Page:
"To be recognized as a refugee you have to prove you are LGBTQI+, and in many cases, the only ‘evidence’ you have is your own testimony,” Zadeh explained. “Even when other evidence exists, it is sometimes dismissed — we have seen the Home Office disregard corroborating statements from friends and partners, and ignore supporting evidence from LGBTQI+ organizations.”
While the US system has never been perfect, there have been some legal precedents like the Refugee Act of 1980 to help immigrant rights organizations maintain relatively high success rates in the face of the Trump administration’s ongoing attacks on immigration.
But now, with the 30 days over, this rule may destroy that precedent, redefining what forms of “persecution” qualify someone to be recognized as a refugee — which, activists say, will result in tremendous violence. And countless LGBTQ folks desiring a safe place to live openly find their lives caught in the fray.
At the end of the response period to Trump’s immigration rule, there were 86,682 comments made. Now, the government is legally required to address all of these criticisms or face more lawsuits. And in theory, this may delay the rule being implemented until after the general election in November, when Trump hopes to be reelected. But Crawford, who says she believes the policy will eventually be ruled as “unlawful,” still has her concerns.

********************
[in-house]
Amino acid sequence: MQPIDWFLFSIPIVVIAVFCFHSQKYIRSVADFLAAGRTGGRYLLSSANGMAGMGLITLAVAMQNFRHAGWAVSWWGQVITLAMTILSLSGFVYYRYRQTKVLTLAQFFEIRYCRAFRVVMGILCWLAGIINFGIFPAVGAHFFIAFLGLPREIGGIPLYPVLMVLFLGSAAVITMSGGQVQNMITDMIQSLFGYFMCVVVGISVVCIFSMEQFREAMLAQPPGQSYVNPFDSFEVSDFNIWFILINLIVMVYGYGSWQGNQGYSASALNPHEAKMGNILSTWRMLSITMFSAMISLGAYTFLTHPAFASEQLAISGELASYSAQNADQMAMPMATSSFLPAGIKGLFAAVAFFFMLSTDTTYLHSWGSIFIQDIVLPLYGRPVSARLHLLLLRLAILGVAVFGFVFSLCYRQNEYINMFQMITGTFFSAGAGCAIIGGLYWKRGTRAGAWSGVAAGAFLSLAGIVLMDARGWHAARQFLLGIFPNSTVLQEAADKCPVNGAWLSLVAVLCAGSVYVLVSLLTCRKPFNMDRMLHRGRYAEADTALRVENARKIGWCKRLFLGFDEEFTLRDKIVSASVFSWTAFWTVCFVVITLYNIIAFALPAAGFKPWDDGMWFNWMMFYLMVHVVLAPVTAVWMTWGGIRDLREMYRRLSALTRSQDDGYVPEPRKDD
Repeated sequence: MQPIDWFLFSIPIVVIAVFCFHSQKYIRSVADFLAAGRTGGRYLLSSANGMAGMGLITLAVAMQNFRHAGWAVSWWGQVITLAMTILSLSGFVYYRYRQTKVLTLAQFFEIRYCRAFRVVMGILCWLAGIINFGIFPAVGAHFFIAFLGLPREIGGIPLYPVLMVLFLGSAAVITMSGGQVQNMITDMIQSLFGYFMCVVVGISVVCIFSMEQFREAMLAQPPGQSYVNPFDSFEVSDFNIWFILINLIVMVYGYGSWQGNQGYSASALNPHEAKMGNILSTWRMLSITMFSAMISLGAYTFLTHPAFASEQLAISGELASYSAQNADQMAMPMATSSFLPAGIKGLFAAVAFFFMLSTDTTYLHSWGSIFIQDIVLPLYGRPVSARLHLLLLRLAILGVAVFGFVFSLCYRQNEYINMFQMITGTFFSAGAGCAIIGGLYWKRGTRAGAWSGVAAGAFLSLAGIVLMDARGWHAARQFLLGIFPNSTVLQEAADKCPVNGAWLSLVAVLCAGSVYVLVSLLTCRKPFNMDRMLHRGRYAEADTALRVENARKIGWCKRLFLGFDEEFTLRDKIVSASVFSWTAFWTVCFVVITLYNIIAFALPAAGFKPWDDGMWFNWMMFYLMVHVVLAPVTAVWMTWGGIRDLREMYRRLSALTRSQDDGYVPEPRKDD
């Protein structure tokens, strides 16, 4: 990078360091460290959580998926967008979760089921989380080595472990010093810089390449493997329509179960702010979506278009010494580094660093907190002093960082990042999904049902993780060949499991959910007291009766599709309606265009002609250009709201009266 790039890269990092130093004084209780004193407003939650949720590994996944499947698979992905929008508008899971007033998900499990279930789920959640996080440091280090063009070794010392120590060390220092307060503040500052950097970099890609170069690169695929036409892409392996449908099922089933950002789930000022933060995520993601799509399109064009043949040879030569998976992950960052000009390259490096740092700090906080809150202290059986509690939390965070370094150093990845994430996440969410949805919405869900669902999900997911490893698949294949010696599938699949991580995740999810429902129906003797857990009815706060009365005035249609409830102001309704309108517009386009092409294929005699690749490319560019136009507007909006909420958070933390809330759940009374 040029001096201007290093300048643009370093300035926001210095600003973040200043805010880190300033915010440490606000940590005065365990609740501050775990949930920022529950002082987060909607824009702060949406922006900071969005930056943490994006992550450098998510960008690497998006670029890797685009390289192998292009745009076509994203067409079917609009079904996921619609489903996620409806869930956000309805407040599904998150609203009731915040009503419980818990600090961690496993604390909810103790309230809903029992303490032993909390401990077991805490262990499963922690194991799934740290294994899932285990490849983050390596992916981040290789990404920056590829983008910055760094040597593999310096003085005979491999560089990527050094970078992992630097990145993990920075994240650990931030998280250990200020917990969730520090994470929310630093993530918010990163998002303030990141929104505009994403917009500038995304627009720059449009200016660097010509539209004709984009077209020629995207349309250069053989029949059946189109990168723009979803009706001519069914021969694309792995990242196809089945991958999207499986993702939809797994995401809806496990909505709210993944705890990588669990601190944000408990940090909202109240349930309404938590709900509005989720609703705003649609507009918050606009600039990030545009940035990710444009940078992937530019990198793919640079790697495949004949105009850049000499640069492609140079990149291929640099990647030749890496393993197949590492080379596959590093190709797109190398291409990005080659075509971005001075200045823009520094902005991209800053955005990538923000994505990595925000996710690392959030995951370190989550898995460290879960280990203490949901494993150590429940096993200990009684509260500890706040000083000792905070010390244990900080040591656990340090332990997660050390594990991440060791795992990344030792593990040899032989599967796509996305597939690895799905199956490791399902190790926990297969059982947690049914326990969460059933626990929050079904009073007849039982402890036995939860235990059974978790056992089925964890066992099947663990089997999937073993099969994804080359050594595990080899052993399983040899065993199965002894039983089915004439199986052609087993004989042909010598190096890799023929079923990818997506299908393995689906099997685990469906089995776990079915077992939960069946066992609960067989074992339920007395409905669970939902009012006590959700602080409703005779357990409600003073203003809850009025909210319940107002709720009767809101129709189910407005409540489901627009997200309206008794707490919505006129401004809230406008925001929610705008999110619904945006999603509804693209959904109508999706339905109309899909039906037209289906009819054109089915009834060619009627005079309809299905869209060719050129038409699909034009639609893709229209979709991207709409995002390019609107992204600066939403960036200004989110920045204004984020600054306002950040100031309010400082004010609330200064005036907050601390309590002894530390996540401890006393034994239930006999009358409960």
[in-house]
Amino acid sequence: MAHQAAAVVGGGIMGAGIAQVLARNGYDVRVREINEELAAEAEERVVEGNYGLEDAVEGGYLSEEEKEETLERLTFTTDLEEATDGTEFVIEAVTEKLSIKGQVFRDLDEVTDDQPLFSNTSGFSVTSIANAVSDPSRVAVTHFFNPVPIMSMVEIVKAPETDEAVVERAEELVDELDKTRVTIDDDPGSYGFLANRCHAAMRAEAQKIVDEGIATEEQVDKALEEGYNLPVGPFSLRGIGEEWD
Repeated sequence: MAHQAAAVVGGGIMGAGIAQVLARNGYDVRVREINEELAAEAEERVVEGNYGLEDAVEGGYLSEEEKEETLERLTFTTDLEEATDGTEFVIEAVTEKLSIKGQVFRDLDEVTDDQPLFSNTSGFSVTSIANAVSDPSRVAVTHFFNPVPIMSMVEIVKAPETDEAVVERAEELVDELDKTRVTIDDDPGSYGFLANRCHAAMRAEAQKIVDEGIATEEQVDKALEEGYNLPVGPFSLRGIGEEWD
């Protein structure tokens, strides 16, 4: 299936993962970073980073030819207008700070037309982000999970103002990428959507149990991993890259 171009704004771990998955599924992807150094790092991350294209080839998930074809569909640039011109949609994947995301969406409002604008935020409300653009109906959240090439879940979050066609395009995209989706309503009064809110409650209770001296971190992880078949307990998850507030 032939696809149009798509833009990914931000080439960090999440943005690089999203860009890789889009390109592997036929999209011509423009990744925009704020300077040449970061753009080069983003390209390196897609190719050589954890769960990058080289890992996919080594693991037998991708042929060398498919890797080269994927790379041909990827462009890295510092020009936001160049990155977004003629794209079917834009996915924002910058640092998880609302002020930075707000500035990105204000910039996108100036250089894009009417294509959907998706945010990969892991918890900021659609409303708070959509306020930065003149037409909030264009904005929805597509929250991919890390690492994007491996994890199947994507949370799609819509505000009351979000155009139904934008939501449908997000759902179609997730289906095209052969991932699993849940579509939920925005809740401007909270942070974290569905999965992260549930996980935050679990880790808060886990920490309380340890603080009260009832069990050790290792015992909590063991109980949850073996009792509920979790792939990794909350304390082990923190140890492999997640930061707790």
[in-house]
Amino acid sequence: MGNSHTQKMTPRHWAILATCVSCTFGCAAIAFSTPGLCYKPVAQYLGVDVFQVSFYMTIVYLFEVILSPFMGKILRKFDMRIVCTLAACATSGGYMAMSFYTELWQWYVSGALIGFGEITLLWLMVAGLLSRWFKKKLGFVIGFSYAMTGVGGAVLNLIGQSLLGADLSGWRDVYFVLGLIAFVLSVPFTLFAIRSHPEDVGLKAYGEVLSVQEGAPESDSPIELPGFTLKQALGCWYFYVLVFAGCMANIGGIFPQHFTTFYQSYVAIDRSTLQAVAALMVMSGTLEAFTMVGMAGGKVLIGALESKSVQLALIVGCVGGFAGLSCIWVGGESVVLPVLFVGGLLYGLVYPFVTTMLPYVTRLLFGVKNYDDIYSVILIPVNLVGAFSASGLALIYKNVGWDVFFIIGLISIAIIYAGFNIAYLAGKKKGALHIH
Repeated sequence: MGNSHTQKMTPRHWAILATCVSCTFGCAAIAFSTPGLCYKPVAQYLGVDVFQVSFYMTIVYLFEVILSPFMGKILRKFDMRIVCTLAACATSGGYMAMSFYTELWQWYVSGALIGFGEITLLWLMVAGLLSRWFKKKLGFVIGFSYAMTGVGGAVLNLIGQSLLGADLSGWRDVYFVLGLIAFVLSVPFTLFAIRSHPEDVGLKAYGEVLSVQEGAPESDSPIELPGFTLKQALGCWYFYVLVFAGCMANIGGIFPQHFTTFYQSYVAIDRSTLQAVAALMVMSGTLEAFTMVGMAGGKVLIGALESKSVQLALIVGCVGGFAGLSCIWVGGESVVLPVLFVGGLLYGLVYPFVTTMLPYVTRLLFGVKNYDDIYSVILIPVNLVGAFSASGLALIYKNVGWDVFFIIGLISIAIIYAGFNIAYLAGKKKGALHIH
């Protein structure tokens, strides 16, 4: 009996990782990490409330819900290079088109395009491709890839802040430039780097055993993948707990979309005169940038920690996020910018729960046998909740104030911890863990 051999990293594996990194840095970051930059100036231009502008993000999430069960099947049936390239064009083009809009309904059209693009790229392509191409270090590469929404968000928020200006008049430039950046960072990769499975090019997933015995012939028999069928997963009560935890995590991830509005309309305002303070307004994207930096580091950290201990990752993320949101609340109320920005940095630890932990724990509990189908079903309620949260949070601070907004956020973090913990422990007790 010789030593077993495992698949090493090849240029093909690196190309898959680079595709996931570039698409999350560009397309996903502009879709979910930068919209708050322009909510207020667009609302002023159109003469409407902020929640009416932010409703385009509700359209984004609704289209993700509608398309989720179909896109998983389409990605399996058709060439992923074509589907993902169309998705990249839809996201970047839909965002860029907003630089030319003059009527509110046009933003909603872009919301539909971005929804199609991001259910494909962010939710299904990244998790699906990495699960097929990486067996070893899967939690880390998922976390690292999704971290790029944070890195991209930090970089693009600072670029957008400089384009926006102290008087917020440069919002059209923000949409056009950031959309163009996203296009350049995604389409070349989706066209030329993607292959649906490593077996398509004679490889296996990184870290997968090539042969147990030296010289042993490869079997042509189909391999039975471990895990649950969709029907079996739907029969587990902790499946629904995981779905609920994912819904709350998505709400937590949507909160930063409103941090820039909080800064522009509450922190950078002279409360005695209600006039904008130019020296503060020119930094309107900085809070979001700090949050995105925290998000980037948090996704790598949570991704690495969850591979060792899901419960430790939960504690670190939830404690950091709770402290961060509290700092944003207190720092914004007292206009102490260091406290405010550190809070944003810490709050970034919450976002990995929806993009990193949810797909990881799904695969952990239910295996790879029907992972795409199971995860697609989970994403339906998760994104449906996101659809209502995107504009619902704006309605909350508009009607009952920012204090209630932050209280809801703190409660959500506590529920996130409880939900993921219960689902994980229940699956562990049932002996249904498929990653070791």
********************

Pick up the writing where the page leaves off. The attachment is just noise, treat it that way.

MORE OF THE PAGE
“The problem is, as we’ve seen with some of the other Trump policies, even if there’s a lawsuit and even if you’re likely to prevail, you don’t always stop implementation of the rule,” she explained, referencing controversial changes like a “wealth test” for immigrants and the denaturalization of longtime citizens, both of which are still being fought in court.
“So I fear the same results could happen here, where it will go into effect for a period of time,” she continued. “And that would be the death knell for asylum applications.”